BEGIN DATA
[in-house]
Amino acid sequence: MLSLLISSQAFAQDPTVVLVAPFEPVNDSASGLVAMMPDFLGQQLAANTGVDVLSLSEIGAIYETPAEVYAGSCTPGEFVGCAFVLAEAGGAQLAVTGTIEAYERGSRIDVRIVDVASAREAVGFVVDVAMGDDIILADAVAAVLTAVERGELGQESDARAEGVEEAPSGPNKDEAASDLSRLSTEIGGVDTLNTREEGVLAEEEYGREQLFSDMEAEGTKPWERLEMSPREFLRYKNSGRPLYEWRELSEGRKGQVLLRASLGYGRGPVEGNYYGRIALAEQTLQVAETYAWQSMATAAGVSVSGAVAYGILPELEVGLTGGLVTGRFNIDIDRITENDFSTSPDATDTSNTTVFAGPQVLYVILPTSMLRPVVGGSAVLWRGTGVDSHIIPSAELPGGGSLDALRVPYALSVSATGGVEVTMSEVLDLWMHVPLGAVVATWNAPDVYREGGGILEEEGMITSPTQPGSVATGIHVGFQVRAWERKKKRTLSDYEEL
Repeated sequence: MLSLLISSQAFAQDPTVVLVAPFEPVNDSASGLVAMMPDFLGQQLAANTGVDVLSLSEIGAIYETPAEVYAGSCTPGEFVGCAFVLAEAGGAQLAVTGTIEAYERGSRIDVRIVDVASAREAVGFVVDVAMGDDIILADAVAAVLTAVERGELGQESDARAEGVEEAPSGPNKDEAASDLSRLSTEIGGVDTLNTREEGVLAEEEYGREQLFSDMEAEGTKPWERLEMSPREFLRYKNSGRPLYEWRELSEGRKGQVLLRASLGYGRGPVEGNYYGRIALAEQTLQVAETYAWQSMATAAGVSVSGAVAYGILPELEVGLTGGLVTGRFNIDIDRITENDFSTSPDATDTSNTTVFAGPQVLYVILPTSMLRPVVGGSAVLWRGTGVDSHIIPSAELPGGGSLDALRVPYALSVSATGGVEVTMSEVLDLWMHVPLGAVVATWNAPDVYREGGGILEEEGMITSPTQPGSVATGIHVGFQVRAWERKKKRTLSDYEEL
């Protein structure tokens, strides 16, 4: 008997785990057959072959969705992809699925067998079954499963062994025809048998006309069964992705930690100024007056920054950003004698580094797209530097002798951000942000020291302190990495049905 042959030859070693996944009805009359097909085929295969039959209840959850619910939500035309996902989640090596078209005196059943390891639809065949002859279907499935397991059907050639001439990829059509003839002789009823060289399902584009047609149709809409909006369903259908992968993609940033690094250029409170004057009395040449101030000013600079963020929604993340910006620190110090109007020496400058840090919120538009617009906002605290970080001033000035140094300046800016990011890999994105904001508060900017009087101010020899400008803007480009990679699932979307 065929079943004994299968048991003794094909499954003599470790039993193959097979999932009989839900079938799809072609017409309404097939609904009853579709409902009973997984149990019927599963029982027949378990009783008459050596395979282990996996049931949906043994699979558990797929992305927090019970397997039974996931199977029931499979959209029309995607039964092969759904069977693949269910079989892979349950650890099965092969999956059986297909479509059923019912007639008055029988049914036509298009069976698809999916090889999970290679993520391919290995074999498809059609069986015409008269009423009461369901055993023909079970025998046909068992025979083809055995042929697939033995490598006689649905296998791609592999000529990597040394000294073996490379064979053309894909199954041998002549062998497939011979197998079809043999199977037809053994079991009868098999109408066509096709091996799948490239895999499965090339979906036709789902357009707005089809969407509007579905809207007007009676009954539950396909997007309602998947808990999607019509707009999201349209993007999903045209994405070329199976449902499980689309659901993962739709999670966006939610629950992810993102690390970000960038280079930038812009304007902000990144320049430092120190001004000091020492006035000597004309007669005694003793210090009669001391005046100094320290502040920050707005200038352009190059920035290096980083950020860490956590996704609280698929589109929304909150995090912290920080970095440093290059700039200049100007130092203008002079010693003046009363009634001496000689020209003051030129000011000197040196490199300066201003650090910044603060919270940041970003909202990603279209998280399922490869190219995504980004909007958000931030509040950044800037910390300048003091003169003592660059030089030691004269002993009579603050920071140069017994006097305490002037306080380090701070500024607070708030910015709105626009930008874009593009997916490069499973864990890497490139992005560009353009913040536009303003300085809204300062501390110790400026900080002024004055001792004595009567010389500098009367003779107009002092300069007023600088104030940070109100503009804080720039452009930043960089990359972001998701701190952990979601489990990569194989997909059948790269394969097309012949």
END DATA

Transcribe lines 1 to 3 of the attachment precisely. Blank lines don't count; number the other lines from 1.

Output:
[in-house]
Amino acid sequence: MLSLLISSQAFAQDPTVVLVAPFEPVNDSASGLVAMMPDFLGQQLAANTGVDVLSLSEIGAIYETPAEVYAGSCTPGEFVGCAFVLAEAGGAQLAVTGTIEAYERGSRIDVRIVDVASAREAVGFVVDVAMGDDIILADAVAAVLTAVERGELGQESDARAEGVEEAPSGPNKDEAASDLSRLSTEIGGVDTLNTREEGVLAEEEYGREQLFSDMEAEGTKPWERLEMSPREFLRYKNSGRPLYEWRELSEGRKGQVLLRASLGYGRGPVEGNYYGRIALAEQTLQVAETYAWQSMATAAGVSVSGAVAYGILPELEVGLTGGLVTGRFNIDIDRITENDFSTSPDATDTSNTTVFAGPQVLYVILPTSMLRPVVGGSAVLWRGTGVDSHIIPSAELPGGGSLDALRVPYALSVSATGGVEVTMSEVLDLWMHVPLGAVVATWNAPDVYREGGGILEEEGMITSPTQPGSVATGIHVGFQVRAWERKKKRTLSDYEEL
Repeated sequence: MLSLLISSQAFAQDPTVVLVAPFEPVNDSASGLVAMMPDFLGQQLAANTGVDVLSLSEIGAIYETPAEVYAGSCTPGEFVGCAFVLAEAGGAQLAVTGTIEAYERGSRIDVRIVDVASAREAVGFVVDVAMGDDIILADAVAAVLTAVERGELGQESDARAEGVEEAPSGPNKDEAASDLSRLSTEIGGVDTLNTREEGVLAEEEYGREQLFSDMEAEGTKPWERLEMSPREFLRYKNSGRPLYEWRELSEGRKGQVLLRASLGYGRGPVEGNYYGRIALAEQTLQVAETYAWQSMATAAGVSVSGAVAYGILPELEVGLTGGLVTGRFNIDIDRITENDFSTSPDATDTSNTTVFAGPQVLYVILPTSMLRPVVGGSAVLWRGTGVDSHIIPSAELPGGGSLDALRVPYALSVSATGGVEVTMSEVLDLWMHVPLGAVVATWNAPDVYREGGGILEEEGMITSPTQPGSVATGIHVGFQVRAWERKKKRTLSDYEEL